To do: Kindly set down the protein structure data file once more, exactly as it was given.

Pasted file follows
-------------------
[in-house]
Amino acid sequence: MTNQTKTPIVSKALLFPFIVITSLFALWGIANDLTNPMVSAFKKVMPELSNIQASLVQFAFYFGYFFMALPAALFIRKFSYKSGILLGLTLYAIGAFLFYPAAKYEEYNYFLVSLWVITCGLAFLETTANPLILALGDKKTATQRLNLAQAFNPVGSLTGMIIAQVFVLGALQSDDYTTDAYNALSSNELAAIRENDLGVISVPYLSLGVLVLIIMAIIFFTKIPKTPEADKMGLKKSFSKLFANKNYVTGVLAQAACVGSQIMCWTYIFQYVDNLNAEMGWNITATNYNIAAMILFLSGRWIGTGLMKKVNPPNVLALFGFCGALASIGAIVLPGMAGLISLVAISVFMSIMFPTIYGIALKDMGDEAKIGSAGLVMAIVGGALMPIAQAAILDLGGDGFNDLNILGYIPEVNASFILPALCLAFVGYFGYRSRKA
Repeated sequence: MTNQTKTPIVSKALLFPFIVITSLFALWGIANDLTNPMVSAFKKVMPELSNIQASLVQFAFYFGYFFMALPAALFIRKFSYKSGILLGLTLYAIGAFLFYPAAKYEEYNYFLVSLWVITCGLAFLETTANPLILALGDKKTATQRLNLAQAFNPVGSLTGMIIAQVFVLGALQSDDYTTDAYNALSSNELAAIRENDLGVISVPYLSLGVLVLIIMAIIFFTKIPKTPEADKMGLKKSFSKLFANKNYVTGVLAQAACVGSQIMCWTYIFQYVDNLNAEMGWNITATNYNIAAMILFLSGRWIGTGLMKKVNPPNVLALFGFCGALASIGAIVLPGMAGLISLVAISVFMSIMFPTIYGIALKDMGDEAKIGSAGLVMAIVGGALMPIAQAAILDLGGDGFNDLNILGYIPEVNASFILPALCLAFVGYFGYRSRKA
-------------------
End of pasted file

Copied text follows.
[in-house]
Amino acid sequence: MTNQTKTPIVSKALLFPFIVITSLFALWGIANDLTNPMVSAFKKVMPELSNIQASLVQFAFYFGYFFMALPAALFIRKFSYKSGILLGLTLYAIGAFLFYPAAKYEEYNYFLVSLWVITCGLAFLETTANPLILALGDKKTATQRLNLAQAFNPVGSLTGMIIAQVFVLGALQSDDYTTDAYNALSSNELAAIRENDLGVISVPYLSLGVLVLIIMAIIFFTKIPKTPEADKMGLKKSFSKLFANKNYVTGVLAQAACVGSQIMCWTYIFQYVDNLNAEMGWNITATNYNIAAMILFLSGRWIGTGLMKKVNPPNVLALFGFCGALASIGAIVLPGMAGLISLVAISVFMSIMFPTIYGIALKDMGDEAKIGSAGLVMAIVGGALMPIAQAAILDLGGDGFNDLNILGYIPEVNASFILPALCLAFVGYFGYRSRKA
Repeated sequence: MTNQTKTPIVSKALLFPFIVITSLFALWGIANDLTNPMVSAFKKVMPELSNIQASLVQFAFYFGYFFMALPAALFIRKFSYKSGILLGLTLYAIGAFLFYPAAKYEEYNYFLVSLWVITCGLAFLETTANPLILALGDKKTATQRLNLAQAFNPVGSLTGMIIAQVFVLGALQSDDYTTDAYNALSSNELAAIRENDLGVISVPYLSLGVLVLIIMAIIFFTKIPKTPEADKMGLKKSFSKLFANKNYVTGVLAQAACVGSQIMCWTYIFQYVDNLNAEMGWNITATNYNIAAMILFLSGRWIGTGLMKKVNPPNVLALFGFCGALASIGAIVLPGMAGLISLVAISVFMSIMFPTIYGIALKDMGDEAKIGSAGLVMAIVGGALMPIAQAAILDLGGDGFNDLNILGYIPEVNASFILPALCLAFVGYFGYRSRKA